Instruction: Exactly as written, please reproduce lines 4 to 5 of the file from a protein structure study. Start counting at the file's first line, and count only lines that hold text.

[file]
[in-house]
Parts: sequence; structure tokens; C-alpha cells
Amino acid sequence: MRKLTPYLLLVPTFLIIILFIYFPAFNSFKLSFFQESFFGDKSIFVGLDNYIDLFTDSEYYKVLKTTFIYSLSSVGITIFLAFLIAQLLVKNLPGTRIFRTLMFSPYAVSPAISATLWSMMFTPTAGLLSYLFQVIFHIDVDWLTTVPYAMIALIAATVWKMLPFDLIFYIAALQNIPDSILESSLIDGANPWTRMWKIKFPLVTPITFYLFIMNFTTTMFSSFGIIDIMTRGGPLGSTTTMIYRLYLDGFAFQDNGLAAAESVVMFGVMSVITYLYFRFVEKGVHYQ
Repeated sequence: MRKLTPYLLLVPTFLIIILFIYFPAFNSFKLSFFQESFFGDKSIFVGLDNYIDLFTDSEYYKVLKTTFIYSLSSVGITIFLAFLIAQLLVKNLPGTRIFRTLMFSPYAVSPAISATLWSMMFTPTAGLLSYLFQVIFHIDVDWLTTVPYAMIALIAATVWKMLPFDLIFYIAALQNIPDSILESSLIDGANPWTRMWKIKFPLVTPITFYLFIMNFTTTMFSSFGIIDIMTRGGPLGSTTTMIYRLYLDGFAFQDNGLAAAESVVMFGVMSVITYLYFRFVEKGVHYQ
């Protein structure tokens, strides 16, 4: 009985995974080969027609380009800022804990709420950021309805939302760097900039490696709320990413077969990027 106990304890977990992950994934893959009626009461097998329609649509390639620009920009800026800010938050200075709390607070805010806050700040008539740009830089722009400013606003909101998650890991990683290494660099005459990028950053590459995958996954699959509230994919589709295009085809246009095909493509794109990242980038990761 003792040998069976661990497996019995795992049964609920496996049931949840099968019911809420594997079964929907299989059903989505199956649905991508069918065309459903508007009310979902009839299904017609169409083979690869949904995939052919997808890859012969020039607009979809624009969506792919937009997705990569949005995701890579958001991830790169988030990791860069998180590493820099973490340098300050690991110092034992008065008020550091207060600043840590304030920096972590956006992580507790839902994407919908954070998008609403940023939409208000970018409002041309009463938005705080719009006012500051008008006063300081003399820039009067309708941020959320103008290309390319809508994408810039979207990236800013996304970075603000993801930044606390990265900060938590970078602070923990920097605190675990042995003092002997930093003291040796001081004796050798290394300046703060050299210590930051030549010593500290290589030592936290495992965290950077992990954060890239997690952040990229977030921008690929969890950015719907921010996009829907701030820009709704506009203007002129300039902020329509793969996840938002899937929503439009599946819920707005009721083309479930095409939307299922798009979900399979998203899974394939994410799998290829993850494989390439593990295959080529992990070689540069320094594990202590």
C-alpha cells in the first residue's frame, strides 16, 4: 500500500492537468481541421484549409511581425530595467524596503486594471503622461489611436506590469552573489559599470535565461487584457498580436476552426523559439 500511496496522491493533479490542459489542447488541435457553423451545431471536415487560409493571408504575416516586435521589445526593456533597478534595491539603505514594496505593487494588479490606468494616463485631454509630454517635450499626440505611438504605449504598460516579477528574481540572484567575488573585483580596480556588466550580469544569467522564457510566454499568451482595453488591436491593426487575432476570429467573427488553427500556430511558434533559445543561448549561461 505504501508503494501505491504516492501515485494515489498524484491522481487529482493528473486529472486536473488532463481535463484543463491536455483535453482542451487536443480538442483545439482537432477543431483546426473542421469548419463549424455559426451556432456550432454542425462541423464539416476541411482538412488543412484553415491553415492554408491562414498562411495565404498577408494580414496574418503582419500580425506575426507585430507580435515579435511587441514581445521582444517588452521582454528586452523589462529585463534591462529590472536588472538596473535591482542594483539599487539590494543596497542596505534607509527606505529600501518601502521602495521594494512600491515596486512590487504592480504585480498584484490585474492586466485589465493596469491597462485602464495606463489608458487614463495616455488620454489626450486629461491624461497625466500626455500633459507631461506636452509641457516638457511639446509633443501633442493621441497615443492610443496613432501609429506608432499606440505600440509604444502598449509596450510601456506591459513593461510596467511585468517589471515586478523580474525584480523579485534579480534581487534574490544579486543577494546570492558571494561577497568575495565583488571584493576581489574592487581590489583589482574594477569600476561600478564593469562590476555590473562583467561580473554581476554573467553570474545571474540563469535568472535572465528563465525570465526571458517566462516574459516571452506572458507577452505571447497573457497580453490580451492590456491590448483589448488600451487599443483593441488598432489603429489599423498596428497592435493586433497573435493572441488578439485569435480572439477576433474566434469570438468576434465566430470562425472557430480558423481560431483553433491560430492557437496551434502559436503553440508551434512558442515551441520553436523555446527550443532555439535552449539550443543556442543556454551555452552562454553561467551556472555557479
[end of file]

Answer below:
Repeated sequence: MRKLTPYLLLVPTFLIIILFIYFPAFNSFKLSFFQESFFGDKSIFVGLDNYIDLFTDSEYYKVLKTTFIYSLSSVGITIFLAFLIAQLLVKNLPGTRIFRTLMFSPYAVSPAISATLWSMMFTPTAGLLSYLFQVIFHIDVDWLTTVPYAMIALIAATVWKMLPFDLIFYIAALQNIPDSILESSLIDGANPWTRMWKIKFPLVTPITFYLFIMNFTTTMFSSFGIIDIMTRGGPLGSTTTMIYRLYLDGFAFQDNGLAAAESVVMFGVMSVITYLYFRFVEKGVHYQ
């Protein structure tokens, strides 16, 4: 009985995974080969027609380009800022804990709420950021309805939302760097900039490696709320990413077969990027 106990304890977990992950994934893959009626009461097998329609649509390639620009920009800026800010938050200075709390607070805010806050700040008539740009830089722009400013606003909101998650890991990683290494660099005459990028950053590459995958996954699959509230994919589709295009085809246009095909493509794109990242980038990761 003792040998069976661990497996019995795992049964609920496996049931949840099968019911809420594997079964929907299989059903989505199956649905991508069918065309459903508007009310979902009839299904017609169409083979690869949904995939052919997808890859012969020039607009979809624009969506792919937009997705990569949005995701890579958001991830790169988030990791860069998180590493820099973490340098300050690991110092034992008065008020550091207060600043840590304030920096972590956006992580507790839902994407919908954070998008609403940023939409208000970018409002041309009463938005705080719009006012500051008008006063300081003399820039009067309708941020959320103008290309390319809508994408810039979207990236800013996304970075603000993801930044606390990265900060938590970078602070923990920097605190675990042995003092002997930093003291040796001081004796050798290394300046703060050299210590930051030549010593500290290589030592936290495992965290950077992990954060890239997690952040990229977030921008690929969890950015719907921010996009829907701030820009709704506009203007002129300039902020329509793969996840938002899937929503439009599946819920707005009721083309479930095409939307299922798009979900399979998203899974394939994410799998290829993850494989390439593990295959080529992990070689540069320094594990202590």